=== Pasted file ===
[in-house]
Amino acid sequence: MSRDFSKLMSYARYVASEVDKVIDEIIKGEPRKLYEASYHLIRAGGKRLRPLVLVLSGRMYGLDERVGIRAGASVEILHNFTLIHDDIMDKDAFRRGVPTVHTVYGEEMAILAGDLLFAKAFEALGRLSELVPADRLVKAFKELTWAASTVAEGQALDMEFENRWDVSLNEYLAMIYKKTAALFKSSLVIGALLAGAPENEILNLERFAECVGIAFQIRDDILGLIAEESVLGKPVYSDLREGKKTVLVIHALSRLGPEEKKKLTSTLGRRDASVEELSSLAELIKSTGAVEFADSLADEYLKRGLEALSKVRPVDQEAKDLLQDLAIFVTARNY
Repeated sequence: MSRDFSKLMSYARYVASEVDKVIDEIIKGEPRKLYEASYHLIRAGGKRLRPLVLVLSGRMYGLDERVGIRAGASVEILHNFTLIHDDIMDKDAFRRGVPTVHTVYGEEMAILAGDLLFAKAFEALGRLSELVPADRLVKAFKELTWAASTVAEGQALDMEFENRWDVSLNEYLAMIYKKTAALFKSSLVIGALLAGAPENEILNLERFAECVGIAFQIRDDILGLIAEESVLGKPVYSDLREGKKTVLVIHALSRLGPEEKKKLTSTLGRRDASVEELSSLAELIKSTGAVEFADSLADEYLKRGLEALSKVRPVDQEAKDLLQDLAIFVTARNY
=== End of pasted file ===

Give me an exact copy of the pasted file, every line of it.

[in-house]
Amino acid sequence: MSRDFSKLMSYARYVASEVDKVIDEIIKGEPRKLYEASYHLIRAGGKRLRPLVLVLSGRMYGLDERVGIRAGASVEILHNFTLIHDDIMDKDAFRRGVPTVHTVYGEEMAILAGDLLFAKAFEALGRLSELVPADRLVKAFKELTWAASTVAEGQALDMEFENRWDVSLNEYLAMIYKKTAALFKSSLVIGALLAGAPENEILNLERFAECVGIAFQIRDDILGLIAEESVLGKPVYSDLREGKKTVLVIHALSRLGPEEKKKLTSTLGRRDASVEELSSLAELIKSTGAVEFADSLADEYLKRGLEALSKVRPVDQEAKDLLQDLAIFVTARNY
Repeated sequence: MSRDFSKLMSYARYVASEVDKVIDEIIKGEPRKLYEASYHLIRAGGKRLRPLVLVLSGRMYGLDERVGIRAGASVEILHNFTLIHDDIMDKDAFRRGVPTVHTVYGEEMAILAGDLLFAKAFEALGRLSELVPADRLVKAFKELTWAASTVAEGQALDMEFENRWDVSLNEYLAMIYKKTAALFKSSLVIGALLAGAPENEILNLERFAECVGIAFQIRDDILGLIAEESVLGKPVYSDLREGKKTVLVIHALSRLGPEEKKKLTSTLGRRDASVEELSSLAELIKSTGAVEFADSLADEYLKRGLEALSKVRPVDQEAKDLLQDLAIFVTARNY